Bio: Harding, William (History - 1821)
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Surnames: HARDING NACE TAXBOX TARBOX
----Source: 1918 History
of Clark County, Wisconsin
WILLIAM HARDING, a pioneer, was born in St. Johns, N. B., Jan. 25, 1821 the son of Abel G. and Ann (Nace) Harding, the former of whom was born April 11, 1790, and died April 3, 1881, and the latter, of whom was born Feb. 23, 1799, and died Nov. 20, 1888. Abel G. Harding, hotelkeeper in New Brunswick, removed with his family to Wisconsin, locating at Racine, and it was there that his, son, William, grew to manhood and received his schooling. The latter subsequently engaged in the lumber business, which in those days was a highly flourishing industry, and it was that occupation that brought him to Clark County, where he employed sometimes as many as 150 men. For a number of years he made his home at Necedah, Juneau County. In 1873 he located on a forty-acre tract of land in Section 10, Fremont Township, then a wilderness, and with the assistance of his sons, George and Roswald, erected on it a log shanty of one room, into which he moved with his wife and family.
He and his wife then had nine children--Ida, George, Roswald, Edith, William, Homer, Edward, Abel and Henry. Two others, Dana B. and Agatha were afterwards born on the place. William had brought two cows with him from Necedah, but had no team nor any farm machinery. The journey from their old home in Necedah, a distance of over 100 miles, was made in the winter, through the woods, and they had arrived in a wagon, or other conveyance on December 27. The Rollins family lived a little to the north, and the home of Thomas Taxbox (Tarbox ), where they ate their first supper after arriving, was just across the river. The next summer he began the work of clearing the land. Supplies had to be carried from the logging camps down the river. The first crops were grubbed in, but Mr. Harding soon got an ox team, using a jumper instead of a wagon. The woods were then infested by wolves, who would sometimes disturb the family by howling around the cabin at night, occasionally climbing onto the roof, and often trying to rob the family of its food. Soon after coming here William Harding began logging again, operating on contract throughout Clark and Wood counties, his sons in the meanwhile clearing the farm.
In 1877 they built a two-story house of hewn logs, which was regarded as the finest in the county at that, time and which is still standing. William Harding and wife were members of the Presbyterian Church, Mrs. Harding being also a Sunday school teacher and religious services were often held in both of their log cabins. Mrs. Harding also spun and carded wool, and made stockings, caps and mittens for the family. During one entire year they had so little wheat that they could only make eleven loaves of white bread, and had to use cornmeal. With the assistance of the sons progress was made on the farm, and in time a barn 40 by 50 feet was erected. William Harding became a prominent citizen of the township, serving as a member of the side board, as assessor and treasurer, and for many years as a member of the school board, helping to organize the school at Heathville, two and a half miles northwest, the first building being constructed of logs and having board seats. He had served one year in the Civil War as a member of Company 1, Third Wisconsin Heavy Artillery, and belonged to the Grand Army Post at Marshfield.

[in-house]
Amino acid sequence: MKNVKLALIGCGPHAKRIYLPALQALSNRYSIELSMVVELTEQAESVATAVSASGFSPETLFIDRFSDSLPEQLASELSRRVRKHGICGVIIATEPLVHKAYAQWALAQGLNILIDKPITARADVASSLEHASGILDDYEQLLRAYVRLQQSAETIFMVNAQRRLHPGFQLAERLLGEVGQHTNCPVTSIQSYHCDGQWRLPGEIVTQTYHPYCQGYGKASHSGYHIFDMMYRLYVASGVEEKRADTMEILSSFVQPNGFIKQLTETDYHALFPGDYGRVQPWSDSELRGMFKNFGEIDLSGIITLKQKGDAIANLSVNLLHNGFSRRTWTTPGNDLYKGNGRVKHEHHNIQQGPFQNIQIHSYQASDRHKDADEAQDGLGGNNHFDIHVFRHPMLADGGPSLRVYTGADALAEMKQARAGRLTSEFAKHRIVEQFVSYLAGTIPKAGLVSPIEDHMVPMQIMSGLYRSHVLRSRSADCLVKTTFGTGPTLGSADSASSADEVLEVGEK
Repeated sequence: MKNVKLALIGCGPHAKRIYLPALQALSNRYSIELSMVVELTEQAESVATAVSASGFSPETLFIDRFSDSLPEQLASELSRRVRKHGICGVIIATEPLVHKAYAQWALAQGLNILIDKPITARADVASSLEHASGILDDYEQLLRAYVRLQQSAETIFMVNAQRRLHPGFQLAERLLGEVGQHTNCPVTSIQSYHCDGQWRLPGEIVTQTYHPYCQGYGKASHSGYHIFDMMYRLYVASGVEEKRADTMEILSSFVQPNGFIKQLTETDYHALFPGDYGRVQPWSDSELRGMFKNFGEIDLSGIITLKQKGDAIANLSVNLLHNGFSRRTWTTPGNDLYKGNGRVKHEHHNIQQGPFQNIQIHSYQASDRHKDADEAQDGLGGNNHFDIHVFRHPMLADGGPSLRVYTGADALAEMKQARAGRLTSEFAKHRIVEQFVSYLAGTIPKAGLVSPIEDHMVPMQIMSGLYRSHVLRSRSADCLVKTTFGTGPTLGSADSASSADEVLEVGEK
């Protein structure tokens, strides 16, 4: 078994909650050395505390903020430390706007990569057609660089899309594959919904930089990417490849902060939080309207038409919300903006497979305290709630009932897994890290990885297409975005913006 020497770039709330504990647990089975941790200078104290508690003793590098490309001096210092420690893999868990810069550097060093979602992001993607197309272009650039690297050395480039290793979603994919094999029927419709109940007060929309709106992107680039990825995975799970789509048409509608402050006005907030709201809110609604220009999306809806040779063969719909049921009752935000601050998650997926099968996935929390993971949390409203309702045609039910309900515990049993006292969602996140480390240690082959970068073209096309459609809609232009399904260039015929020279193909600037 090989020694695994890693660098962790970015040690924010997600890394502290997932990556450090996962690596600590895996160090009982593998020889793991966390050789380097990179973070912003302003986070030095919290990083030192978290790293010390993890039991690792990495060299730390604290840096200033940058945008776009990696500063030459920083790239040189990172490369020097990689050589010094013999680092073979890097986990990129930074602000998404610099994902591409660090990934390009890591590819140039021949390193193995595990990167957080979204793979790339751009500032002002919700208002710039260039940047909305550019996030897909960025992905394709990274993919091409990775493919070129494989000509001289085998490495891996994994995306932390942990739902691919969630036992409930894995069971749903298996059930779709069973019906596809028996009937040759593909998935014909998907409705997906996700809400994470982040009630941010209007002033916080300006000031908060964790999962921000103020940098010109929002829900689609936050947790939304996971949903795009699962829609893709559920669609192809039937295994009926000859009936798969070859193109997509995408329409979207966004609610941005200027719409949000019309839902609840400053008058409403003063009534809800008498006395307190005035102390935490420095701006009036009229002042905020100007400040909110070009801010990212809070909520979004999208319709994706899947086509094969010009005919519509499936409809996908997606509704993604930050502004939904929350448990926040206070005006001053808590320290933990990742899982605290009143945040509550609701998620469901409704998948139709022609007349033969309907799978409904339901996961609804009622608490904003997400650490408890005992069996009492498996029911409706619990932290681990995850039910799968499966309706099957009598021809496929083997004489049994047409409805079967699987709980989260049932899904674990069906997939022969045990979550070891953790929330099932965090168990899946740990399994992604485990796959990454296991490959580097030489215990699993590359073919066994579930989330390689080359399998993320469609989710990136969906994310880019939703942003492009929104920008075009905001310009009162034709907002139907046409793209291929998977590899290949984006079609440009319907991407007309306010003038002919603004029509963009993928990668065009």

He was also more or less active in politics and several times was sent as a delegate to political conventions. After a long, active and useful career, he died at the age of 82 years, April 4, 1903.
His wife, Sarah Tarbox Harding, the date of whose birth was April 25, 1836, passed from this life about four years before her husband, on Jan. 27, 1899. They had lived in happy wedlock for over forty-seven years, having been married Dec. 4, 1852. She was a daughter of Byron Tarbox, a lumberman who, in early days, coming West from Maine, located at Quincy, Wis. Though she and her husband have both passed away, they played well their part in life's drama, and their memory will remain green for many years to come.
The two photos from the late 1880s (that's our best guess, anyway) are of the Harding family on their farm in Fremont Township, Clark Co., Wisconsin. The house is still there although it has been added onto and covered with siding.
In the photo above: standing in front, first name (we think) is Madeleine, surname unknown. (She was taken in and raised by the Hardings when the rest of her family perished in a nearby house fire. We would love to know more about her if anyone has more information.) Seated behind her, Homer Harding; in doorway, Old Jack the dog, Edward Kent Harding (who went on to become a veterinarian), Sarah Tarbox Harding, and William Harding. Sarah and William are buried in Windfall Cemetery in Granton.
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